« first day (5011 days earlier)      last day (30 days later) » 

12:13 AM
Today I reminded that the free product $G * H$ has $G$ and $H$ as normal subgroups.
Though, that raises a question... The free product $G * H$ has the direct product $G \times H$ as a factor group. What is the corresponding normal subgroup?
 
@DannyuNDos If $x, y$ are generators of free group on two elements then does $yx\in \langle x\rangle \cdot y$?
It doesn't because then $yx = x^ny$ for some $n\in\mathbb{Z}$ which leads to a contradiction
 
Huh, nevermind.
 
so $G = \langle x\rangle$ and $H = \langle y\rangle$ are not normal subgroups of $G*H$ their free product
 
The source of confusion was this: Given a group $G$ and its subgroup $H$, I tried to find the pushout of the identity map $\mathrm{id}: H \to H$ and the inclusion map $i: H \to G$.
I thought the result would be $(G * H) / H$.
Which is... isomorphic to $G / H$, in my second thought?
And still, $G * H$ should have $G$ and $H$ as factor groups.
Wait, $G / H$ isn't a thing; $H$ might be not normal. Dang.
 
12:36 AM
pushing out along an identity map does nothing
 
12:59 AM
D:
 
 
1 hour later…
2:00 AM
trying to decide if the following sentence is grammatical: What radius circle will a particle (mass m, charge q) follow if moving at speed v in a magnetic field B?
specifically the "what radius circle" bit
 
it seems grammatical to me, but i have no idea. and, there is sometimes a gap between grammatical and good exposition.
this is something ted could have answered, because when he went to school they still taught grammar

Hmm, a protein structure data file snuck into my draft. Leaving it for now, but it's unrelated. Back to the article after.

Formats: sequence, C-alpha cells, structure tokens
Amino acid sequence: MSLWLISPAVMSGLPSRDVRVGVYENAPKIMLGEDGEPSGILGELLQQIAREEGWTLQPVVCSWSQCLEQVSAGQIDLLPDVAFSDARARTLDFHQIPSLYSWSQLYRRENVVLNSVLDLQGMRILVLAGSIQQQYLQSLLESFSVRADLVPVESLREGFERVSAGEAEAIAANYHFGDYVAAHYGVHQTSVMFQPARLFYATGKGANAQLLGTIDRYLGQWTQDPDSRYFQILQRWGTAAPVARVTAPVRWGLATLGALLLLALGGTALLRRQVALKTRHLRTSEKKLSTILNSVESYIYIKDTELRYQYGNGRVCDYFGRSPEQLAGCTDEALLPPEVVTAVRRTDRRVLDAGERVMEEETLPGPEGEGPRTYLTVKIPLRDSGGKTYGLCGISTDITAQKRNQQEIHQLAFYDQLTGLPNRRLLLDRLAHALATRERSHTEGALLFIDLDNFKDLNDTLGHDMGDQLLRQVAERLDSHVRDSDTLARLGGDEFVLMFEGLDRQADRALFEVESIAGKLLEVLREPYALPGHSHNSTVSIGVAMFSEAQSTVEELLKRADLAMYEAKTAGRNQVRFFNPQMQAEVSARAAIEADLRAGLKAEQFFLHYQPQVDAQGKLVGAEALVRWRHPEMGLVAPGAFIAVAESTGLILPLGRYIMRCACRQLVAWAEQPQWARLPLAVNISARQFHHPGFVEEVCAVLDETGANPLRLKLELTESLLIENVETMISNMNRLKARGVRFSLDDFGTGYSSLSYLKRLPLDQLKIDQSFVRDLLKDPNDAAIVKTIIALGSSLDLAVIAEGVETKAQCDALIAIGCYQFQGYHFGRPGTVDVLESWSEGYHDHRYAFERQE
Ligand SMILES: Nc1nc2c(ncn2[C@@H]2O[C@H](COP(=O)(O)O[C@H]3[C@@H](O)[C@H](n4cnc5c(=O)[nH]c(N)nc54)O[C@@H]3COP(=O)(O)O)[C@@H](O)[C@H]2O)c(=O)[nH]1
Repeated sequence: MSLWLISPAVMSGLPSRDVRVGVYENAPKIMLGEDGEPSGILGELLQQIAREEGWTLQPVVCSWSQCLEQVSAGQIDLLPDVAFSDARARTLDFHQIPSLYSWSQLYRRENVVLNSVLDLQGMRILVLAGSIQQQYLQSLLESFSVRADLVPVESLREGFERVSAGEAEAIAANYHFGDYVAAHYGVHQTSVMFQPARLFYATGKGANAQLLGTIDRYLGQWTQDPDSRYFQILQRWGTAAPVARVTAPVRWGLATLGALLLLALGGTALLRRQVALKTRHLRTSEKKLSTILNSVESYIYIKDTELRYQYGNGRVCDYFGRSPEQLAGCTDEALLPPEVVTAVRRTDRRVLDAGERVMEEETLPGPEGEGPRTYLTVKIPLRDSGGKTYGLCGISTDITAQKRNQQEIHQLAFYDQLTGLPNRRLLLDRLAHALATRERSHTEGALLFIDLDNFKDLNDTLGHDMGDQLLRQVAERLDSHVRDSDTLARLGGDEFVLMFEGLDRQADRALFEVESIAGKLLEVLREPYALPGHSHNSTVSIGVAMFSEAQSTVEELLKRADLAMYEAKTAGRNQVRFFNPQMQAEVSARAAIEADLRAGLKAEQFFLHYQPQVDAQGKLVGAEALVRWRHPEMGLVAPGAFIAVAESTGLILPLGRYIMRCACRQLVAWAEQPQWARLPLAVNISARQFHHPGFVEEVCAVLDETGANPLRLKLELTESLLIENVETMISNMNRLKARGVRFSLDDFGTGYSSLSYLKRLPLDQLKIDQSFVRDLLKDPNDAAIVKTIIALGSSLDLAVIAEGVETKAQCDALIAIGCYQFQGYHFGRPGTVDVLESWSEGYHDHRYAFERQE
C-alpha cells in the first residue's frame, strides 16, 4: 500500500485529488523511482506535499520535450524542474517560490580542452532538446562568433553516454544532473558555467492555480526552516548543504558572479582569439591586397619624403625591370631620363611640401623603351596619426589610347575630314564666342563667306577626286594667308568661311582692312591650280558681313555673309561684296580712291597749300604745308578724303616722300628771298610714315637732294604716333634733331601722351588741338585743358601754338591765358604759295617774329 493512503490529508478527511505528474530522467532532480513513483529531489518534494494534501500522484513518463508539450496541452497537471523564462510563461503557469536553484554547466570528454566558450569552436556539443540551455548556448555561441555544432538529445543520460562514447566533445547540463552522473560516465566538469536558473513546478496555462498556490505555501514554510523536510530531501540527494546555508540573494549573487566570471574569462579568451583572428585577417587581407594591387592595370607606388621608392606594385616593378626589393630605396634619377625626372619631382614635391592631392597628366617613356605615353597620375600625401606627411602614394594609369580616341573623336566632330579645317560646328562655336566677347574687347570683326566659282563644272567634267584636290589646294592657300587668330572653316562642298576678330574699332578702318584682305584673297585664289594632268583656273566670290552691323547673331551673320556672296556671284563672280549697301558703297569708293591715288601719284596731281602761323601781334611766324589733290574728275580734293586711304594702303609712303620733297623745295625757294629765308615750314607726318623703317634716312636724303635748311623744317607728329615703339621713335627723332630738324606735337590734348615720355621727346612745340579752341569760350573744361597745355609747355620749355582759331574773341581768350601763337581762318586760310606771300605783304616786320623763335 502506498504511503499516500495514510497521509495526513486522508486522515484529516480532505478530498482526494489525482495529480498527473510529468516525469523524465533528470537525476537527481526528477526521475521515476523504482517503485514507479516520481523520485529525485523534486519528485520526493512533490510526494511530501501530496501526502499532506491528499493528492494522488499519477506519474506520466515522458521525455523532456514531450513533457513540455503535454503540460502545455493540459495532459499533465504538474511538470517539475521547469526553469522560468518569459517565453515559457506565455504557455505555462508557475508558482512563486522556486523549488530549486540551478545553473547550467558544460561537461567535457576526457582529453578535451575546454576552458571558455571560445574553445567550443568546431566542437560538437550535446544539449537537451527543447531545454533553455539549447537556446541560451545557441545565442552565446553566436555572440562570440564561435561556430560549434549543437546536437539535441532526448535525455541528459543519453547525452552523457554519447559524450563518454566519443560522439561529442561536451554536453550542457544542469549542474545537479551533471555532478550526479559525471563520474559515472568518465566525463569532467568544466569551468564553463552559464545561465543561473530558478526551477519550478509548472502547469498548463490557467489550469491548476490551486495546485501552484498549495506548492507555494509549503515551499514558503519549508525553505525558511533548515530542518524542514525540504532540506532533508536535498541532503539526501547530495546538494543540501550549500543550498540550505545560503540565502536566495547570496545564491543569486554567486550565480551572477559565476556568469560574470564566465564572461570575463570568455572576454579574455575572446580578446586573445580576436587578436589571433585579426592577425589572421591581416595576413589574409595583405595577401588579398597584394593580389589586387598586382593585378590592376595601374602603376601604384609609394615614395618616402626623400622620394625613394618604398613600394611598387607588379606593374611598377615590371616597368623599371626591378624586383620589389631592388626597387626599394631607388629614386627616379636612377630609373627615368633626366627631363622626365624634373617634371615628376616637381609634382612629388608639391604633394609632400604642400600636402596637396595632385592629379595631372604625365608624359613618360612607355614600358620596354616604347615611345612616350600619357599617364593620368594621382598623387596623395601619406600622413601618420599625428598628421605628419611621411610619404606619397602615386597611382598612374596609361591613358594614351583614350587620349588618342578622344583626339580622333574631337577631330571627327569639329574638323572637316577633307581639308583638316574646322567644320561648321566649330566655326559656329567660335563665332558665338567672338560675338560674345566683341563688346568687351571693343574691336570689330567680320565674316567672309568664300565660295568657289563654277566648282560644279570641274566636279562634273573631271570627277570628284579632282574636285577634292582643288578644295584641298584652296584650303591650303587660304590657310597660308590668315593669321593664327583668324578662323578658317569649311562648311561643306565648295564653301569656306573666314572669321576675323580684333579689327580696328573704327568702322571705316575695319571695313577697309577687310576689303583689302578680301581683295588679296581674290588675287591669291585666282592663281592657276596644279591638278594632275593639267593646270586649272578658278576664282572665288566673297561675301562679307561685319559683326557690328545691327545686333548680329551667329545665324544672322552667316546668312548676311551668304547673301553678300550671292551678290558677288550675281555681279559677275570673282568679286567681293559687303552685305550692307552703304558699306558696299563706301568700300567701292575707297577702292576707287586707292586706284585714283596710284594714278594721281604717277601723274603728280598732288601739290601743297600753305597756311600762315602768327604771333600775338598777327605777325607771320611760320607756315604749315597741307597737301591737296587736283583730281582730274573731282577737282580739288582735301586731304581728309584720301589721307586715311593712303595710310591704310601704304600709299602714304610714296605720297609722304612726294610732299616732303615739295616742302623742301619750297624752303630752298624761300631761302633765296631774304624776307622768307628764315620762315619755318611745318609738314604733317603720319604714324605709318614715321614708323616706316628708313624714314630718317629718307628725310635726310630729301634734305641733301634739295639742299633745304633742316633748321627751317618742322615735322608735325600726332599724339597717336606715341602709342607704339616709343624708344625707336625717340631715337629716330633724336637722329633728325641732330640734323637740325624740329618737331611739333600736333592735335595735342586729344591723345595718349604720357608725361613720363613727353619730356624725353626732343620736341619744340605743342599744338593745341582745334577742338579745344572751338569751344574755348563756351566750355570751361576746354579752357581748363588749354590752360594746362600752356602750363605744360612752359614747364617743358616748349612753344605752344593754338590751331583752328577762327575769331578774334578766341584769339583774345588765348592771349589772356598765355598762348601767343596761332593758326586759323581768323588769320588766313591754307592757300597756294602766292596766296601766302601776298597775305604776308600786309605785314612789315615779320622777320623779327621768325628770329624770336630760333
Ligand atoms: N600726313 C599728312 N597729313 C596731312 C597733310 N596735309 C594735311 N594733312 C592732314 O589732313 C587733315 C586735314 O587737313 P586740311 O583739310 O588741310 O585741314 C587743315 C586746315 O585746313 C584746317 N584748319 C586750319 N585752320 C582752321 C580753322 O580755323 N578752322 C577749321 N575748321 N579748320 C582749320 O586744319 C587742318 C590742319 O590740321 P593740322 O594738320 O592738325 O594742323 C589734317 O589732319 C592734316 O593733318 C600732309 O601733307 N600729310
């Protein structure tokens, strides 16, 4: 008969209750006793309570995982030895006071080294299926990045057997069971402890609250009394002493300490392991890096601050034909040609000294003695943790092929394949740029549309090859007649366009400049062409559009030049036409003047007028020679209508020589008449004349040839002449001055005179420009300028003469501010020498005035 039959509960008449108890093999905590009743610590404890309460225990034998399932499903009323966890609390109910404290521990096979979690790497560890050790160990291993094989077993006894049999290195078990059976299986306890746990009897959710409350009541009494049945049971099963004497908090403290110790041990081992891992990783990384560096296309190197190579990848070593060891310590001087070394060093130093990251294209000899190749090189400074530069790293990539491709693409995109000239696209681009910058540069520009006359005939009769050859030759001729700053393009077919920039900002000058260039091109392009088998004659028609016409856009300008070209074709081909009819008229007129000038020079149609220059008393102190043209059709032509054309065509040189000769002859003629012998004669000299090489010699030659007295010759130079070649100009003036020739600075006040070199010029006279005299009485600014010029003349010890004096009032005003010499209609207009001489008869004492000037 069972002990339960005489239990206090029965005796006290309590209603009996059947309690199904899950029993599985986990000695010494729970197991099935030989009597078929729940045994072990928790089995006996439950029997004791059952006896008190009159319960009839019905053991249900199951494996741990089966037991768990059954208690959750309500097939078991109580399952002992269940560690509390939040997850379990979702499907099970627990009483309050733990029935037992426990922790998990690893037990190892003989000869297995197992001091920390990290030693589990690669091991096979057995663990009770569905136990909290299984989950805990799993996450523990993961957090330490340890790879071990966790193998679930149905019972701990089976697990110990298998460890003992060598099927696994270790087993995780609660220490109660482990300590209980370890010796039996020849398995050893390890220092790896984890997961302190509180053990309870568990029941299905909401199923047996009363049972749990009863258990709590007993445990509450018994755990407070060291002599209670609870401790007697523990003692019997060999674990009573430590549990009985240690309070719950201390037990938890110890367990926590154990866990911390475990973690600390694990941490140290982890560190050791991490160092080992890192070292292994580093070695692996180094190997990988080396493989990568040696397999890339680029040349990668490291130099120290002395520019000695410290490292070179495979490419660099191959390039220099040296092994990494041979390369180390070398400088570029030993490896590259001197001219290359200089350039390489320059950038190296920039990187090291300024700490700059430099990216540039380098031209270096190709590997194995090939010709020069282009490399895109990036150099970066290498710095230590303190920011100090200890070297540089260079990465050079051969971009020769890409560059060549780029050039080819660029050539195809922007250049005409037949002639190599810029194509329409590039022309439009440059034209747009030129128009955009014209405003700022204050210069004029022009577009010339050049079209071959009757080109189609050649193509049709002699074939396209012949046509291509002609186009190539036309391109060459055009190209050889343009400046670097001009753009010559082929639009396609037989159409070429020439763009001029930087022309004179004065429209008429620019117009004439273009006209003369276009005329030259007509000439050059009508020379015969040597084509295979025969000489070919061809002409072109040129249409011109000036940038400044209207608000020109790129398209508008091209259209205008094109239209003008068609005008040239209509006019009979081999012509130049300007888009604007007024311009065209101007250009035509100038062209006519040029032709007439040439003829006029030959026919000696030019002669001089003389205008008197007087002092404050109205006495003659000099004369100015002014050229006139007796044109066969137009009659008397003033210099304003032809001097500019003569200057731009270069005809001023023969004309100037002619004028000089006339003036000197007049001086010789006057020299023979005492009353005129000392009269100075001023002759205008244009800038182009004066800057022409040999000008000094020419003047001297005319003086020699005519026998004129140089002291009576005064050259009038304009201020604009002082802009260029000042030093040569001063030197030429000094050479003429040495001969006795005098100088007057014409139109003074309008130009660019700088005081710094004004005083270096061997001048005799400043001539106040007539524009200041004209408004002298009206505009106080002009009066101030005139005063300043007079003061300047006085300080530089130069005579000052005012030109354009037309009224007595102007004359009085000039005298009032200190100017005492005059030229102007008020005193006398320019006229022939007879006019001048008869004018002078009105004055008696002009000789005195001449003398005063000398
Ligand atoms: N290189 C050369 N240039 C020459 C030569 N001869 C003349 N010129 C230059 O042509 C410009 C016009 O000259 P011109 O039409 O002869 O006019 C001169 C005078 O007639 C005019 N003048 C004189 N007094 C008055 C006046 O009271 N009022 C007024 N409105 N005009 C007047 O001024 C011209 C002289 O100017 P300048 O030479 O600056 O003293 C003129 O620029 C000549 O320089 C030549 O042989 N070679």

yeah, grammatical != "reads well"
(i'd hope that being grammatical is a necessary if not sufficient condition but i'm not confident of that)
 
part of the question is an implicit assertion, which is that a particle under those circumstances moves in a circle. if the point is that you don't want the student to prove/investigate/focus on that assertion, i might just state that fact - a particle doing bleh will move in a circle. now you, student, tell me the radius of that circle.
 
yeah, they're given the formula r=mv/qB on the equation sheet, and this is a multiple choice question
 
@Semiclassical it's not $\frac{mv^2}{qB}$?
 
2:06 AM
in the last physics class i took, i think we did some kind of experiment relating to this equation to compute the mass of an electron.
 
no. mv^2/r = qvB, hence r=mv/qB
i'd say something about units but that would require me thinking about Tesla as a unit
 
ah, forgot that qvB was force
 
and life's too short for that
 
2:37 AM
@robjohn ur mom is force!
 
 
2 hours later…
4:42 AM
Which branch does K-theory belong to, algebra or topology?
 
it began in algebraic geometry, in grothendieck's formulation of the riemann roch theorem, but topological K came pretty soon after
why not both
 
So it belongs to geometry then.
 
Too sadge geometry isn't broad enough to be considered the 4th branch.
Analysis, Algebra, and Topology are the three branches, but geometry?
 
4:59 AM
@leslietownes you're pretty good at finding stuff on the internet. Are you a detective?
 
@leslietownes do you have PhD??
 
where is all of this going. what do you really want to know?
 
@leslietownes your profession? But you're not telling me :(
 
i am a lawyer
i guess i forgot to answer that
 
5:06 AM
@leslietownes so you have done math degree then you studied law?
 
yeah, why not
 
I think, you spend more time here than in court haha no offence :)